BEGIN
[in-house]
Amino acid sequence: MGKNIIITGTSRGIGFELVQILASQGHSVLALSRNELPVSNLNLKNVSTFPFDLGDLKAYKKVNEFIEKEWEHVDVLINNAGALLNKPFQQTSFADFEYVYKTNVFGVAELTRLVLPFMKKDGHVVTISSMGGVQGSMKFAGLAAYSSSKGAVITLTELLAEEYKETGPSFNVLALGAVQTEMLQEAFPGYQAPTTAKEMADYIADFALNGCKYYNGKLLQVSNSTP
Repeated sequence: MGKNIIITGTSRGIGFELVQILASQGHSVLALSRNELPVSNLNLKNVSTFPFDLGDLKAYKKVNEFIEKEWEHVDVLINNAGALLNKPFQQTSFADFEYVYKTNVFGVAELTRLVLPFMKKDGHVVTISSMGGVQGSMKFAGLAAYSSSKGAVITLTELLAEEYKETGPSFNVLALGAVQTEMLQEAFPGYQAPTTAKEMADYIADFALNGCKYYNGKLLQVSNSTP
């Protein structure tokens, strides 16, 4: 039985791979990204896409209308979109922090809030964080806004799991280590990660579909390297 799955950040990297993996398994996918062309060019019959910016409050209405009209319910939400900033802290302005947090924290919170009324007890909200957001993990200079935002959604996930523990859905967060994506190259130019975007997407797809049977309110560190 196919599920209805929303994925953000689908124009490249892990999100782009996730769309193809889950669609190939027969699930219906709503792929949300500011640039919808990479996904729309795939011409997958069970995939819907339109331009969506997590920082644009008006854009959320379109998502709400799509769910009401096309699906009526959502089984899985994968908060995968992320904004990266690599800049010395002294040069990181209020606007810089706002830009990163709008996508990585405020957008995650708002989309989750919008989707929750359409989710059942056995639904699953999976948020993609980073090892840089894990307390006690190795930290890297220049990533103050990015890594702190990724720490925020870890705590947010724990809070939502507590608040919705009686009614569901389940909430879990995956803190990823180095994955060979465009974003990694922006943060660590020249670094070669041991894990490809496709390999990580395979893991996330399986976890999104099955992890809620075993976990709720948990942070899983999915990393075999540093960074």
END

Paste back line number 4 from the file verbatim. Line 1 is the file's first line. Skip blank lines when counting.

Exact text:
């Protein structure tokens, strides 16, 4: 039985791979990204896409209308979109922090809030964080806004799991280590990660579909390297 799955950040990297993996398994996918062309060019019959910016409050209405009209319910939400900033802290302005947090924290919170009324007890909200957001993990200079935002959604996930523990859905967060994506190259130019975007997407797809049977309110560190 196919599920209805929303994925953000689908124009490249892990999100782009996730769309193809889950669609190939027969699930219906709503792929949300500011640039919808990479996904729309795939011409997958069970995939819907339109331009969506997590920082644009008006854009959320379109998502709400799509769910009401096309699906009526959502089984899985994968908060995968992320904004990266690599800049010395002294040069990181209020606007810089706002830009990163709008996508990585405020957008995650708002989309989750919008989707929750359409989710059942056995639904699953999976948020993609980073090892840089894990307390006690190795930290890297220049990533103050990015890594702190990724720490925020870890705590947010724990809070939502507590608040919705009686009614569901389940909430879990995956803190990823180095994955060979465009974003990694922006943060660590020249670094070669041991894990490809496709390999990580395979893991996330399986976890999104099955992890809620075993976990709720948990942070899983999915990393075999540093960074």